"I said we had questions. I blamed it on the Glock. The serial number's been ground off. Guess I didn't tell you that," he adds as he looks around, looking at everything but me.
"Firearms can try acid on it, see if we can restore the serial number that way. If all else fails, we'll try the large-chamber SEM," I decide. "If there's anything left, we'll find it. And I'll ask Jack to go to Norton's Woods and do a retrospective."
"Right. I'm sure he'll get right on it," Marino says sarcastically.
"He can take photographs before the snow starts," I add. "Or someone can. Whoever's on call—"
"Waste of time," Marino says, cutting me off. "None of us was there yesterday. We don't know the exact damn spot—only that it was near a tree and a green bench. Well, that's a lot of help when you're talking about six acres of trees and green benches."
"What about photographs?" I ask as Lucy continues going through my small pharmacy of ointments, analgesics, antacids, vitamins, eyedrops, and hand sanitizers spread over the bed. "The police must have taken pictures of the body in situ."
"I'm still waiting for the detective to get those to me. The guy who responded to the scene, he brought in the pistol this morning. Lester Law, goes by Les Law, but on the street he's known as Lawless, just like his father and grandfather before him. Cambridge cops going back to the fucking Mayflower. I've never met him."
"I think that about does it." Lucy gets up from the bed. "You might want to make sure I didn't miss anything," she says to me. Wastebaskets are overflowing, and my bags are packed and lined up by a wall, the closet door open wide, nothing inside but empty hangers. Computer equipment, printed files, journal articles, and books are gone from my desk, and there is nothing in the dirty-clothes hamper or bathroom or in the dresser drawers I check. I open the small refrigerator, and it is empty and has been wiped clean. While she and Marino begin carrying my belongings out, I enter Briggs's number into my iPhone. I look out at the three-story stucco building on the other side of the parking lot, at the large plate-glass window in the middle of the third floor. Last night I was in that suite with him and other colleagues, watching the game, and life was good. We cheered for the New Orleans Saints and ourselves, and we toasted the Pentagon and its Defense Advanced Research Projects Agency, DARPA, which had made CT-assisted virtual autopsies possible at Dover and now at the CFC. We celebrated mission accomplished, a job well done— and now this, as if last night wasn't real, as if I dreamed it.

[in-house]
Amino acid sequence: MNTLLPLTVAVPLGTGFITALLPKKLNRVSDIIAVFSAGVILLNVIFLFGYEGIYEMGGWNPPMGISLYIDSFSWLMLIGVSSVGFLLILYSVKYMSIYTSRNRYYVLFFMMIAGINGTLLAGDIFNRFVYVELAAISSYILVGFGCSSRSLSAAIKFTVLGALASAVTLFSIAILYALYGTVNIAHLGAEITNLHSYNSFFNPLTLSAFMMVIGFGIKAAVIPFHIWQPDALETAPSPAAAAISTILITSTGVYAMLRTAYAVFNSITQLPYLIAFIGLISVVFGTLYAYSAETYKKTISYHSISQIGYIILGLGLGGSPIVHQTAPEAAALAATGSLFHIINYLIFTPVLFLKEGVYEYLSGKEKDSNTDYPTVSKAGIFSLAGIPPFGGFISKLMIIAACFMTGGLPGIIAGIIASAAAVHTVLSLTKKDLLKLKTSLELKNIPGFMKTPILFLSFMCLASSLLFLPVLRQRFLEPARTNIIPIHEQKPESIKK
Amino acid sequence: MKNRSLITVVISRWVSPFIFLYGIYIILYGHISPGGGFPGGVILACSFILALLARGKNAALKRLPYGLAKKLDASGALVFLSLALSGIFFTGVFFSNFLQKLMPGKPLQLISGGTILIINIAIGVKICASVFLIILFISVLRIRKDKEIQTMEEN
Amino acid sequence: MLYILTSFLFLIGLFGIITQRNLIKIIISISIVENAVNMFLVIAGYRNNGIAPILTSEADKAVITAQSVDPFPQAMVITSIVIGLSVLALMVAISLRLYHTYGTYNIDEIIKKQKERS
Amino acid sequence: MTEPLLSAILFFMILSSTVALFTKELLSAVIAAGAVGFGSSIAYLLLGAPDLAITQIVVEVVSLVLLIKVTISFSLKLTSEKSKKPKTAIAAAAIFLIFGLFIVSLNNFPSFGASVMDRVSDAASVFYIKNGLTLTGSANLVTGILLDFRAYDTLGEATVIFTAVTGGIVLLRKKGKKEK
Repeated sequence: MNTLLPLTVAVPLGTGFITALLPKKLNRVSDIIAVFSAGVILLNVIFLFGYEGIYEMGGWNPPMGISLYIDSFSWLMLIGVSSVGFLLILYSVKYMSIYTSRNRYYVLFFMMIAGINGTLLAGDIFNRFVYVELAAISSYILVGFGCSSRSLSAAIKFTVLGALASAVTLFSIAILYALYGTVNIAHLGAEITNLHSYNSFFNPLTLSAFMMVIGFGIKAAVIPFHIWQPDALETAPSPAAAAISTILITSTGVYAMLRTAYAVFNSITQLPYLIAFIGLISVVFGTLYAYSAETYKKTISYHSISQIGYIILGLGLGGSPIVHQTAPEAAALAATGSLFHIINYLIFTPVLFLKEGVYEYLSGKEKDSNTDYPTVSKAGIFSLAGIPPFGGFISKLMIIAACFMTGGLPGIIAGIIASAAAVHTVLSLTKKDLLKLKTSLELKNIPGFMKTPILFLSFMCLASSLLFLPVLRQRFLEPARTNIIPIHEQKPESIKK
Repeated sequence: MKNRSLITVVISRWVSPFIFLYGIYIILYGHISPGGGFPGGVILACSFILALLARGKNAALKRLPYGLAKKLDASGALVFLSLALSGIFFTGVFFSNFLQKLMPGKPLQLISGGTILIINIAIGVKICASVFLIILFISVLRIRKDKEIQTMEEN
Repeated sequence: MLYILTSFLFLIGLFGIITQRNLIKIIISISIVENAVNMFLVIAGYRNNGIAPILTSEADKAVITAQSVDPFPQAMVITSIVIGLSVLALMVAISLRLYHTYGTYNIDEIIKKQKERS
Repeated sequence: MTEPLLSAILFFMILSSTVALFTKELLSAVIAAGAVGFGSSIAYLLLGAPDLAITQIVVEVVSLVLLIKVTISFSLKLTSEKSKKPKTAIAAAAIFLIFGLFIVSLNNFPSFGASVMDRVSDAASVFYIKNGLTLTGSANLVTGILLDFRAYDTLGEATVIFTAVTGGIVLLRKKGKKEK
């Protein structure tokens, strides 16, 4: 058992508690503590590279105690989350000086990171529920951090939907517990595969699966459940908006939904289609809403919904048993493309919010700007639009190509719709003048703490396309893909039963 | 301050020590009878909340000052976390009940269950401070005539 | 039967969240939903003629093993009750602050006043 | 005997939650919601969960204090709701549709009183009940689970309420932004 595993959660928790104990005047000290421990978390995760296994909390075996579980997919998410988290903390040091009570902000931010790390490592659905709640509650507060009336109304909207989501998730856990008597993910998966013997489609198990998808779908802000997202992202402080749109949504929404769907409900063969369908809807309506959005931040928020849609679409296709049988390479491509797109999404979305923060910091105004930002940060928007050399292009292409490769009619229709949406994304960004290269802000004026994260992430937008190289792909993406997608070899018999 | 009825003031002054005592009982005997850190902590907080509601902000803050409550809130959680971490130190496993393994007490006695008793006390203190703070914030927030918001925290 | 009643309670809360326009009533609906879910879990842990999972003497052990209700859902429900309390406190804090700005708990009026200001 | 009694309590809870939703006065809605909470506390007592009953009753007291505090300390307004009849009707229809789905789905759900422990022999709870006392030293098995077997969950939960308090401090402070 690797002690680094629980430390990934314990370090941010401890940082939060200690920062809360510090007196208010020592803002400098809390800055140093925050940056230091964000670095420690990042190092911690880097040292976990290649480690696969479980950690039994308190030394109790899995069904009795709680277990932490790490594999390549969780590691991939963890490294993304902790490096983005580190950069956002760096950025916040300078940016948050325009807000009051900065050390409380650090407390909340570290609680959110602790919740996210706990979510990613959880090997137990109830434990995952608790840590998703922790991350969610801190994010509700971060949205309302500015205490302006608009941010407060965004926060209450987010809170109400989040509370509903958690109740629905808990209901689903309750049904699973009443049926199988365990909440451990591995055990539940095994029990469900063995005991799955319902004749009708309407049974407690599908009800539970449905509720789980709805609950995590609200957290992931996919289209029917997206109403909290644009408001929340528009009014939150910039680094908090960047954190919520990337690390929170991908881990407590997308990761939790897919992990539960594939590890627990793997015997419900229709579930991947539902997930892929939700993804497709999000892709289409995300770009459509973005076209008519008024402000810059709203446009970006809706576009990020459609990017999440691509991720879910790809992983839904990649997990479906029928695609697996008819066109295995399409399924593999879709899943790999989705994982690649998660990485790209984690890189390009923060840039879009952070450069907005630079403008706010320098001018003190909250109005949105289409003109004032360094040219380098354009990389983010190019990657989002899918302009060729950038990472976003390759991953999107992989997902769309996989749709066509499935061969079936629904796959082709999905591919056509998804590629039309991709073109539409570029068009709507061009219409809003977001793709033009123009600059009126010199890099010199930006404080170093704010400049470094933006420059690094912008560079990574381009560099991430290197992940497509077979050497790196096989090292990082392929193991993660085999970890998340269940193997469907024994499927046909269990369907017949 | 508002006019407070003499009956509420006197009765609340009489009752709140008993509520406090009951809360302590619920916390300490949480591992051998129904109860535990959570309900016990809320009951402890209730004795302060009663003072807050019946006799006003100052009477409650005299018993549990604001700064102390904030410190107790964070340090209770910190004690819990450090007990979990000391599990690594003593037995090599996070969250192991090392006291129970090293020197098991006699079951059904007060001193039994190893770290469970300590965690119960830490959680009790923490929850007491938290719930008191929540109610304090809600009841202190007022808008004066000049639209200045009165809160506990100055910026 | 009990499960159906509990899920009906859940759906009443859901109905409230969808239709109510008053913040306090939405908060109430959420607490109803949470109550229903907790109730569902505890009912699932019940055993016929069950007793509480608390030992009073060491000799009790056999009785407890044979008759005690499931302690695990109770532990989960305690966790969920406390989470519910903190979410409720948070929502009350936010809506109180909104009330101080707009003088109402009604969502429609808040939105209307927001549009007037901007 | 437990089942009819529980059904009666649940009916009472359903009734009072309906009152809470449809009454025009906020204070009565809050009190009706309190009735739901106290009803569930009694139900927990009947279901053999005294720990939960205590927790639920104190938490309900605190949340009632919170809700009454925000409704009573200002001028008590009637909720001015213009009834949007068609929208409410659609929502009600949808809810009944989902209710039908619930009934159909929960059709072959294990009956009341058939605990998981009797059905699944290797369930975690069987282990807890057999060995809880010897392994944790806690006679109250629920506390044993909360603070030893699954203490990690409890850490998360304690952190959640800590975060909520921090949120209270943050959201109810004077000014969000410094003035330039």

I take a deep breath and press send on my iPhone, going hollow inside. Briggs can't be happy with me. Images flash on the wall-mounted flat-screen TV in his living room, and then he walks past the glass, dressed in the combat uniform of the army, green and sandy brown with a mandarin collar, what he typically wears when he's not in the morgue or at a scene. I watch him answer his phone and return to his big window, where he stands, looking directly at me. From a distance we are face-to-face, an expanse of tarmac and parked cars between the armed forces chief medical examiner and me, as if we're about to have a standoff.
"Colonel." His voice greets me somberly.
"I just heard. And I assure you I'm taking care of this, will be on the helicopter within the hour."